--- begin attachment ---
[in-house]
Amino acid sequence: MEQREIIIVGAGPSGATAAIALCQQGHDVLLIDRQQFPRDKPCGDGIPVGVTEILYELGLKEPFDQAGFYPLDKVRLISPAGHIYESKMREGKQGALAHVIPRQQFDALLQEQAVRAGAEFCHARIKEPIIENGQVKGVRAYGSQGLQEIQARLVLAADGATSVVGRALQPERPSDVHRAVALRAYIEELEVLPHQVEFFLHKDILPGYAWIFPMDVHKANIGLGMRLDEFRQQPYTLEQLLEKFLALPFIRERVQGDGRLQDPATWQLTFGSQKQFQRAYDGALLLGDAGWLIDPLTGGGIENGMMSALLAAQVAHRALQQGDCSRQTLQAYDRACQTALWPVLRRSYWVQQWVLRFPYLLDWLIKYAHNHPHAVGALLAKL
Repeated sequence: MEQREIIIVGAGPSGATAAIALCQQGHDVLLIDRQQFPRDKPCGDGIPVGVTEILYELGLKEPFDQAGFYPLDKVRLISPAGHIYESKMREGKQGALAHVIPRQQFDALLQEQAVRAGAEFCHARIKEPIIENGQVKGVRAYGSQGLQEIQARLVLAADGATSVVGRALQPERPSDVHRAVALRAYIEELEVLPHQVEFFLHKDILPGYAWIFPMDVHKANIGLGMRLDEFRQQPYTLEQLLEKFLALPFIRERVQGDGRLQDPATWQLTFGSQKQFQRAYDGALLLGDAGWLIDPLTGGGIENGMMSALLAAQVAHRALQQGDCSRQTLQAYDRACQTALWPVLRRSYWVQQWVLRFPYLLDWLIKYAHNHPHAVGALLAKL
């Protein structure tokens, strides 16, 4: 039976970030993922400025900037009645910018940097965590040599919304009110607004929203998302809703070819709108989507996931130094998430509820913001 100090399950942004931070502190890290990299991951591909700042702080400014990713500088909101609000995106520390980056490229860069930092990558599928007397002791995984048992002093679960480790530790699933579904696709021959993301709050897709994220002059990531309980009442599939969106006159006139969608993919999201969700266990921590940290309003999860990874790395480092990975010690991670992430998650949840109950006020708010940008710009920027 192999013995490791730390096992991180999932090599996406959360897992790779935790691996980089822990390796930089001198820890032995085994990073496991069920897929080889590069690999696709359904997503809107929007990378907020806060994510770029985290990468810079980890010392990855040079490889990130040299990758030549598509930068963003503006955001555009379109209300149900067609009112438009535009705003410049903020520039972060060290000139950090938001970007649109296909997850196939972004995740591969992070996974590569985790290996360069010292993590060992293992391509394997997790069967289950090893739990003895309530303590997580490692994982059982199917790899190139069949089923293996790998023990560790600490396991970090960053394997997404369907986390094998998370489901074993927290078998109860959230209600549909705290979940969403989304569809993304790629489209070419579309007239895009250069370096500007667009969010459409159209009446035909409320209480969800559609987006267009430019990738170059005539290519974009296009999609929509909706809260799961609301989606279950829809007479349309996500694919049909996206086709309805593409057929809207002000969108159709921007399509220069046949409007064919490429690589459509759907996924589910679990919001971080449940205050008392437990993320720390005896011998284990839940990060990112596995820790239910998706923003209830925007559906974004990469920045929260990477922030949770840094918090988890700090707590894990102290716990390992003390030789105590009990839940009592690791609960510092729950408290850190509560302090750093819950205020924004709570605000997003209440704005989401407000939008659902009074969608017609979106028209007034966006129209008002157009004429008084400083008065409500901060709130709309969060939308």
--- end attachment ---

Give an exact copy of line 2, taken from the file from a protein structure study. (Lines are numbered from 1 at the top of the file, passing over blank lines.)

Amino acid sequence: MEQREIIIVGAGPSGATAAIALCQQGHDVLLIDRQQFPRDKPCGDGIPVGVTEILYELGLKEPFDQAGFYPLDKVRLISPAGHIYESKMREGKQGALAHVIPRQQFDALLQEQAVRAGAEFCHARIKEPIIENGQVKGVRAYGSQGLQEIQARLVLAADGATSVVGRALQPERPSDVHRAVALRAYIEELEVLPHQVEFFLHKDILPGYAWIFPMDVHKANIGLGMRLDEFRQQPYTLEQLLEKFLALPFIRERVQGDGRLQDPATWQLTFGSQKQFQRAYDGALLLGDAGWLIDPLTGGGIENGMMSALLAAQVAHRALQQGDCSRQTLQAYDRACQTALWPVLRRSYWVQQWVLRFPYLLDWLIKYAHNHPHAVGALLAKL